Hexagon Offence v2.34

v 2.34 – July 2021
Concept first published 1st Jan 2013
Older version also available en Français (v2.1)

Hex is a naturally fast-paced offence, which flows organically and is a lot of fun to play. It is easy for beginners to pick up, and liberating for experienced players to play. Here’s what a well played Hex looks like:

Is this good offence or bad defence? Check out our analysis of the defence in this clip

If you want to win and have fun, follow these three guidelines:

1. Control your balance (technique)
2. Keep the disc moving (movement)
3. Maintain team shape (spacing)

Players work together as a team to maximise options, meaning there are tons of opportunities to get involved in the play. For beginners this means more disc time, less restrictions, and more fun. For high level teams this means the offence can adapt quickly to defensive change by utilising the spread nature and changing the angle of attack with quick disc movement. Training Hex will typically develop intuitive, well-rounded players who are comfortable with the disc and have a versatile skillset.

Here’s a 35 minute video (available to $1+ patrons) where Felix introduces Hex from scratch – where it came from, why teams are playing it, how it differs from stack, where it’s going, and how it fits into the landscape of modern ultimate frisbee strategy. This video serves as an “academic base” to help players learning hex to gain a fuller understanding and get on the same page as each other. Originally recorded in 2019, remastered for 2021.

If you’d like to introduce Hex Offence to your team, check out this video and join the Training Tier of our Patreon to receive a new training drill video every month!


1. Control your balance

In terms of individual technique, being in control of your balance whilst catching and throwing means you are in control of your body’s acceleration and deceleration as well as the flow/direction of the disc – a powerful combination!

When used to counter defensive imbalance and/or exploit space, a thrower who is prepared to throw’n’go in any direction after catching can generate flow and penetrate through defensive setups.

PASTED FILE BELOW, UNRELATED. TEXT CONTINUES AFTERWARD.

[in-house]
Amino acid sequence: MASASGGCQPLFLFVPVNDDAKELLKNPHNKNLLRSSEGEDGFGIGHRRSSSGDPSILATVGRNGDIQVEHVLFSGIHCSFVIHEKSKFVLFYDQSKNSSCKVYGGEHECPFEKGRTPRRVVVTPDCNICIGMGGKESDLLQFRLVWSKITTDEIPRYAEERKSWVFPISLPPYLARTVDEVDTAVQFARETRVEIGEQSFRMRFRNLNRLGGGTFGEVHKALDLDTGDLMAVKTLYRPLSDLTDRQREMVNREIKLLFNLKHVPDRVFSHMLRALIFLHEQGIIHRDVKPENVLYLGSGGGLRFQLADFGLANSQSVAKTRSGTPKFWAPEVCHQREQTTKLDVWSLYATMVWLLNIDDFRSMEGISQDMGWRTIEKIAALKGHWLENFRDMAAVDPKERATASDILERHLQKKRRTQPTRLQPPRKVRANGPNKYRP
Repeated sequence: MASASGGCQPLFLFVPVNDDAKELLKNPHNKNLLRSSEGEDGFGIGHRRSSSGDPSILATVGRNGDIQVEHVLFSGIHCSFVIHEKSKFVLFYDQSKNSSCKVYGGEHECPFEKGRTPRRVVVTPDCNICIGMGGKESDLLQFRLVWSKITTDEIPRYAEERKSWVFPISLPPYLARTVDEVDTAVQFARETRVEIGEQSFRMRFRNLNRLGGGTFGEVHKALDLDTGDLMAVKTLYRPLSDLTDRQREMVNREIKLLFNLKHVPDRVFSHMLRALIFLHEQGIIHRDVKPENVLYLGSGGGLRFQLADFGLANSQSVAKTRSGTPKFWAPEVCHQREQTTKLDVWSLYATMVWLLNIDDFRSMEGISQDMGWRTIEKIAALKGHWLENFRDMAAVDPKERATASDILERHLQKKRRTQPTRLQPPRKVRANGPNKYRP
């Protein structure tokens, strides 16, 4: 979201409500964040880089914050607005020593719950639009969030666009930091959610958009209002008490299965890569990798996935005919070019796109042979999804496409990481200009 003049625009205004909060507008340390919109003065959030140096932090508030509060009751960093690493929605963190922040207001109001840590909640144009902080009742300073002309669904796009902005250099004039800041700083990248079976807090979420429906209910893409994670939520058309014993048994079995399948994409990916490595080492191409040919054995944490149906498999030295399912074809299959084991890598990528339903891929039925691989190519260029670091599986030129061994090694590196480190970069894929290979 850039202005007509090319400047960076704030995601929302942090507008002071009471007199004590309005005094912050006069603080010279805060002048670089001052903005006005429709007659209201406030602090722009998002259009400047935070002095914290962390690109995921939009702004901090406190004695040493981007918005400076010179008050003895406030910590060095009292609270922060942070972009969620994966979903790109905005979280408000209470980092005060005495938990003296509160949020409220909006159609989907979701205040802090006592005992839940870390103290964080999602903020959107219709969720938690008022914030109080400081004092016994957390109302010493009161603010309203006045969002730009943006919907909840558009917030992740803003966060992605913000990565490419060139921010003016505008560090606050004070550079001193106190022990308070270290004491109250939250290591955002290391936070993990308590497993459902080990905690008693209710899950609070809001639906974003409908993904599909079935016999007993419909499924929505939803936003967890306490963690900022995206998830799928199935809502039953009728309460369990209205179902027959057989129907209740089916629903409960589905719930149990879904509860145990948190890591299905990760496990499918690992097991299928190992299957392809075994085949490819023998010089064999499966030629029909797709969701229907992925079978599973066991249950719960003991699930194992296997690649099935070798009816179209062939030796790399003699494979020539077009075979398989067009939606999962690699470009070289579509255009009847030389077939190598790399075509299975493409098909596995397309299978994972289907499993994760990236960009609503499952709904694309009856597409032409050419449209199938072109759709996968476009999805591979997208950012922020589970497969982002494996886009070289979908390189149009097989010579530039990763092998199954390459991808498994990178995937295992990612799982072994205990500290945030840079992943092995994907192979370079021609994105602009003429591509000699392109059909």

There are two basic types of throw: the pivot-throw, and the throw’n’go (or half-pivot). Pivot throws leave the throwers static, throw’n’go moves end with the thrower running. Pivot throws are useful for getting the disc around a defender and adding power, throw’n’go moves are useful for getting separation after releasing the disc, and offering an immediate return option to keep the disc moving. Pivot throws are more suited to low-tempo, isolation-based offences such as side stack, throw’n’go moves are more suited to high-tempo, flow-based offences such as Hex.

When give-go moves are strung together and the active player changes direction with the disc in their hands, this becomes dribbling. When done without travelling, and when supported by an offensive structure that spreads players around the field, dribble moves can be very difficult to stop and can result in uncontested scoring passes. Check out this analysis of Tyler Kinley from Sockeye dribbling against the champions at the time, Revolver:

2. Keep the disc moving

Sustained flow is very valuable and hard to defend against, so players should take any open pass available to them without hesitation, prioritising keeping the disc moving above gaining yards. The decision tree below is a guideline for how players should move, and where they should look, in order to have the best shot at keeping the disc moving. Hex players should try to internalise this decision tree, as it covers 95% of the situations they will face during a point on the field.


full image of the Hex Movement Decision Tree

In this video from 2018 I walk viewers through the steps of movement decision tree, and look at a point of hex being played from it’s perspective.

3. Maintain team shape

Most offences are defined by their structure (vertical stack, horizontal stack, side stack) as adherence to the structure is of utmost importance to the offence being successful. Hex prioritises quick disc movement, which is facilitated by maintaining good team shape. Players should keep good spacing between each other and the disc throughout their possession, as this will maximise their options for sustaining flow. Locally, players should make equilateral triangles, the overall team shape that forms with 7 players is a hexagon;

When a team focuses on maintaining their shape and keeping the disc moving, they can generate and sustain flow – as explained in this analysis of USA D3 team Stevens IoT;